How to talk to your young child about miscarriage


Young children have little to no concept of how a baby comes to be, but for a young child the news of a baby on the way is often received with excitement, curiosity and joy. The child may tell others, “We’re having a baby” and be met with smiles, encouraging words and statements celebrating the change on the horizon. When suddenly the baby is no more and the joyful atmosphere is now sorrowful, the child may feel confusion, sadness, anger and even guilt or resentment.

Below are tips from Dr. Lauren Starnes, a child development expert, chief academic officer for The Goddard School, for talking to young children about a miscarriage.

  1. If your child knows a baby was coming, it is important to explain directly and simply that the baby will no longer be arriving as expected. When talking with your child about the loss of an unborn baby, it is always best to talk at a level they can understand and start with a simple statement about what has happened and how you feel. For example: “I think you saw Mommy crying. Mommy/Daddy and I are sad because we are not going to have a new baby right now. We both love you very much.” The goal is to share the important information and reassure your child.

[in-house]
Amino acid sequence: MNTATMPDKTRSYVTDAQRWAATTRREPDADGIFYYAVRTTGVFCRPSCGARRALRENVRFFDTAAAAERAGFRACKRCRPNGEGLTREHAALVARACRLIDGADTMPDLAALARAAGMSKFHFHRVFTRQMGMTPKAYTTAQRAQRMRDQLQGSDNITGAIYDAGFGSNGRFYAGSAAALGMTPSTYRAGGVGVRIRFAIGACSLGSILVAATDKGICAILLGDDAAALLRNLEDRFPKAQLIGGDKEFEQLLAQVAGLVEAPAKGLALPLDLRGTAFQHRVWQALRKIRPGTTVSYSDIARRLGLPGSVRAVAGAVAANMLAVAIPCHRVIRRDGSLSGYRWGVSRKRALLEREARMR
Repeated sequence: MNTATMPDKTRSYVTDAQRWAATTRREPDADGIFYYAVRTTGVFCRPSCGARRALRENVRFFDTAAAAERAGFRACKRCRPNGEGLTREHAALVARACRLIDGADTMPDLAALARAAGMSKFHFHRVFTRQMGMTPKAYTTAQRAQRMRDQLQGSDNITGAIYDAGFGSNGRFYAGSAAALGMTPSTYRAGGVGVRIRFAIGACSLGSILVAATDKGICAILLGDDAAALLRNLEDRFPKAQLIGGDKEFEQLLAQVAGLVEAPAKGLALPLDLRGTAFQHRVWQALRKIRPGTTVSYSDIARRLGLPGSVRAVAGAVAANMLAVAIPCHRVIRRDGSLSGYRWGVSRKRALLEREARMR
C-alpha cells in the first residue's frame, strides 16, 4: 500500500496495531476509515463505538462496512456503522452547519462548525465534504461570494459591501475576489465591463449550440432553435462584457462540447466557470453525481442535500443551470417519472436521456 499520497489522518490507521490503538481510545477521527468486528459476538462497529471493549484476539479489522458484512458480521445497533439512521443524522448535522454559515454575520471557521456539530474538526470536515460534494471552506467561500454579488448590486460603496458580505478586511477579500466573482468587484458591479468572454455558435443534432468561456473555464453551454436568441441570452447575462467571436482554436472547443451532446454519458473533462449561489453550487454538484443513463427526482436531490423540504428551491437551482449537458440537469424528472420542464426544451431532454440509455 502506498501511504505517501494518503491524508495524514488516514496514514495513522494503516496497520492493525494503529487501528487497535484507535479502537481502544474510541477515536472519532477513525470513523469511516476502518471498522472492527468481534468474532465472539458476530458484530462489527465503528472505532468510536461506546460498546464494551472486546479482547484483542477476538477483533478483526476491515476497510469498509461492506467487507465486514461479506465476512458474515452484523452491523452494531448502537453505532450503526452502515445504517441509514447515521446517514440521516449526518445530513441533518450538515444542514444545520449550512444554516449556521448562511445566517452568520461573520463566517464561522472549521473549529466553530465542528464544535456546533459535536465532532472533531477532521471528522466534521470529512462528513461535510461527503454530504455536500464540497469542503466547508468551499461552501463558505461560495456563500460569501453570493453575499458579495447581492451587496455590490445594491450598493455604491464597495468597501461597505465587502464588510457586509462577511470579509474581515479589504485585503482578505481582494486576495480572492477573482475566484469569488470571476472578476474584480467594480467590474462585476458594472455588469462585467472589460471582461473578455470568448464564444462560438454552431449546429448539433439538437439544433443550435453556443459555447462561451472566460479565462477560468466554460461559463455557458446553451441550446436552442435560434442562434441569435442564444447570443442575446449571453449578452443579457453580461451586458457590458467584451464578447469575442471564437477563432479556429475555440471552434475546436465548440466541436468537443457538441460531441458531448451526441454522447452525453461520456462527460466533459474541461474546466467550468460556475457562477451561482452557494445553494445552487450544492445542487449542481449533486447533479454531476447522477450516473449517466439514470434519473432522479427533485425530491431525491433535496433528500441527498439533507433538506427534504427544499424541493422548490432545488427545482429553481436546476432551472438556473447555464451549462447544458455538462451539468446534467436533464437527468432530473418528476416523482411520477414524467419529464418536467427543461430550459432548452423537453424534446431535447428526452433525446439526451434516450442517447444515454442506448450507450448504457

1. Pause so your child can process the information. There are emotions to understand, and it may take your child a few moments to process what was said. If your child’s response is silence, that’s ok. A simple follow-up question — Are you okay? Do you have any questions for me? How are you feeling? – allows them to respond if they wish.
  1. If your child asks questions, answer them in simple terms both reassuringly and clearly. Provide a basic explanation and express the family’s hope for another baby (if that’s the case). Avoid metaphors and abstract phrases. Some families may choose to offer faith-based responses, such as “the baby is in heaven” or “we need to pray for Mommy.” Keep in mind the child’s age, ability to understand and familiarity with the faith concepts being offered. The goal is to offer honest reassurance. It’s ok to tell your child you don’t have the answers. Reassure them that their health and well-being are not tied to the loss of the baby and reiterate that your child is healthy and you are happy to have them in your life.
  1. Prepare for unexpected responses. Young children aren’t always aware of what “should” and “should not” be said. This lack of life experience can lead them to make statements that are unexpected and may feel hurtful like “At least no one else is going to die” and “I don’t want a baby.” Preparing for such remarks and considering why a young child might respond this way can help you support your child and buffer yourself from emotional reaction. You know your child and your family’s situation. As you continue talking with your child, use your own understanding of your child and take care not to jump to conclusions about how they are feeling. 

Talking together again at different times will help you better understand how your child feels and what support is needed.

Courtesy of Kate Grodsky